Pittsburg: Proposed WesPac oil-by-rail shipping terminal is dead
By Sam Richards, 12/09/2015 06:37:16 AM PST
PITTSBURG — Plans to convert a moribund PG&E tank farm into a regional oil storage facility appear dead after the company proposing the project backed out, according to a city report.
WesPac Midstream LLC’s proposed Pittsburg Terminal Project had been in development on and off for the past four years.
WesPac on Nov. 16 “submitted a formal request to withdraw their application completely and terminate all work on the project,” according to the city report released Tuesday afternoon. No explanation was given for the Houston-based company’s decision.
In a voice mail, City Manager Joe Sbranti said Tuesday, “They didn’t give us a reason; they just withdrew it.”
Art Diefenbach, WesPac’s Pittsburg project manager, could not be reached for comment Tuesday evening.
In April, WesPac eliminated a proposed element of its project, withdrawing plans for loading as many as five 104-car oil trainloads a week at the Pittsburg facility. Diefenbach said at the time that the “regulatory environment” surrounding rail shipments of crude oil made it impractical to launch such trains.
The city report made no mention of oil prices, or whether they had an effect on WesPac’s decision. But at $37.51 a barrel Tuesday, prices are at their lowest since February 2009, down from almost $108 a barrel on June 14. The low oil prices have rocked the stock markets in recent days.
He also said then that protests against the crude oil trains, locally and nationally, factored in to the decision to abandon the rail proposal.
The old tanks are less than a half-mile from hundreds of houses and apartments on West 10th Street and in the downtown area between Eighth Street and the waterfront.
The project drew staunch opposition from various area environmentalists, as well as the Pittsburg Defense Council group. Reasons for opposition were myriad, critics said, ranging from the threat of an explosion at the terminal to prospective ground pollution issues to the vapors from the storage tanks.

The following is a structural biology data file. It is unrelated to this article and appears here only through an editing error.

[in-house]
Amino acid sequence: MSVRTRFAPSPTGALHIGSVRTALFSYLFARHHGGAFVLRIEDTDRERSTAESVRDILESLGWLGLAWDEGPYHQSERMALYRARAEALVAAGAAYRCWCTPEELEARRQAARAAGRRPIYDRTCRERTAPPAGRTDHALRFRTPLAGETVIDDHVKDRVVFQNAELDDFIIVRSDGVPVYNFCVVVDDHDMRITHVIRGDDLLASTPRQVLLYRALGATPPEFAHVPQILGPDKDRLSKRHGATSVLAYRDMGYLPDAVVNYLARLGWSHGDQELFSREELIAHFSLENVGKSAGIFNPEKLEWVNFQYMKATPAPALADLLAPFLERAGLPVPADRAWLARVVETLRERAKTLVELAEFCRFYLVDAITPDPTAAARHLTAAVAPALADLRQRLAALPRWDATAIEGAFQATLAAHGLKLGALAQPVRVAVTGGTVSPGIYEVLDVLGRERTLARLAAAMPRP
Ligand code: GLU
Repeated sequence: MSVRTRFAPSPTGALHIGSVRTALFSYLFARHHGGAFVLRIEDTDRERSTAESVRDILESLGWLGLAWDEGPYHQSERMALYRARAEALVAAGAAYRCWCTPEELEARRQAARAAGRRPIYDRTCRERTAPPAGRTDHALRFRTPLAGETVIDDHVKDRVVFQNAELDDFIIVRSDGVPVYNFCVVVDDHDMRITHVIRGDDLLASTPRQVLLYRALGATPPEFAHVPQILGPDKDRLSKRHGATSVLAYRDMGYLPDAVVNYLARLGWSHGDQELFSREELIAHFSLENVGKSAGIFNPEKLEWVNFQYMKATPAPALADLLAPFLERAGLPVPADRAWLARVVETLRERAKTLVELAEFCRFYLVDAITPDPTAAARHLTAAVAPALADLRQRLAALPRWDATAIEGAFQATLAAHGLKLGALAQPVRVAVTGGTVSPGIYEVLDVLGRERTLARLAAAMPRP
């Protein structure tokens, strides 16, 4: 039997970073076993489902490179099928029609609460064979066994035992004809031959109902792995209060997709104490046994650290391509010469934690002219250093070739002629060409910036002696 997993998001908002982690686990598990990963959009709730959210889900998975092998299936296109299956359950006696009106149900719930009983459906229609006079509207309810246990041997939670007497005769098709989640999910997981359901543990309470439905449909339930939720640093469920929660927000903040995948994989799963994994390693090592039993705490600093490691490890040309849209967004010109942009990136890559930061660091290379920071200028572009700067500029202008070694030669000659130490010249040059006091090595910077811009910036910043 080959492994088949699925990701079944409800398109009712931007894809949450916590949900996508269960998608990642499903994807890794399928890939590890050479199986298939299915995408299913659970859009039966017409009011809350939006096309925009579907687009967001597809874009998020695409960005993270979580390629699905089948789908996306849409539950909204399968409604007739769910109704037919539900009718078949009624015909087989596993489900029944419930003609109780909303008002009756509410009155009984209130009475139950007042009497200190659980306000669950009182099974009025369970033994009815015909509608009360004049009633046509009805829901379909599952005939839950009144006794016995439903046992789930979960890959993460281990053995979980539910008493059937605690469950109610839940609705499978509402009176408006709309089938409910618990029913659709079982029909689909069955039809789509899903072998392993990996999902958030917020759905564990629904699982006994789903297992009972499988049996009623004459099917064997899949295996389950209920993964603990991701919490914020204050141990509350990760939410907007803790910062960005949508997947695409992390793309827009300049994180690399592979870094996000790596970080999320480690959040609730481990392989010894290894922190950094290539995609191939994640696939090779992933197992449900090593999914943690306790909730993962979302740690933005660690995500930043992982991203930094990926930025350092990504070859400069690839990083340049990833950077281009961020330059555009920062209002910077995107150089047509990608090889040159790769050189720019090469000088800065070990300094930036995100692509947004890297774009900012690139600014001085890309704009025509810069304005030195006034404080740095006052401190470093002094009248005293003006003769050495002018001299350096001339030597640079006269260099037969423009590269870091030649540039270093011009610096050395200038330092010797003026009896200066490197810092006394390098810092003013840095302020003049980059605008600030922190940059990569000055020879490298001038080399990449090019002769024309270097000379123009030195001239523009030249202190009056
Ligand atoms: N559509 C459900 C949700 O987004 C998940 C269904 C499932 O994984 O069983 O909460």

Kalli Graham said the local group Pittsburg Defense Council, to which she belongs, had been fighting the oil terminal proposal since its inception, collecting more than 5,000 signatures against it in the process and even getting state Attorney General Kamala Harris to weigh in against it.
“WesPac had a big fight on its hands; there is pretty much no one in Pittsburg that wanted this,” said Graham, whose group was spreading the news among its followers Tuesday afternoon. “We don’t have to be worried about it anymore.”
City Council members Pete Longmire and Will Casey said Tuesday the council never received enough details about the project to make informed decisions on the worth of the project; even after four years of start-and-stop proposals, it was still early in the planning process.
“I was neutral on the project,” Longmire said. “I know this (WesPac) decision will make a lot of people in our city happy. But there are people in our city who wanted it to come, with the jobs it would have provided.
Repost from The Contra Costa Times [Editor: Significant quote: “WesPac officials said they dropped inbound crude oil shipments by rail from their plans for several reasons, including public sentiment against it, an unstable regulatory environment surrounding those shipments, and drops in crude oil prices that have made such shipments less economically viable.” – RS]
Pittsburg: Critics blast proposed oil terminal, even without Bakken crude trains
By Sam Richards, 04/07/2015 12:31:04 PM PDT
PITTSBURG — Train loads of Bakken crude oil are no longer in the plans for a proposed oil storage terminal near the waterfront, but that does not mean the project is being welcomed to town with open arms.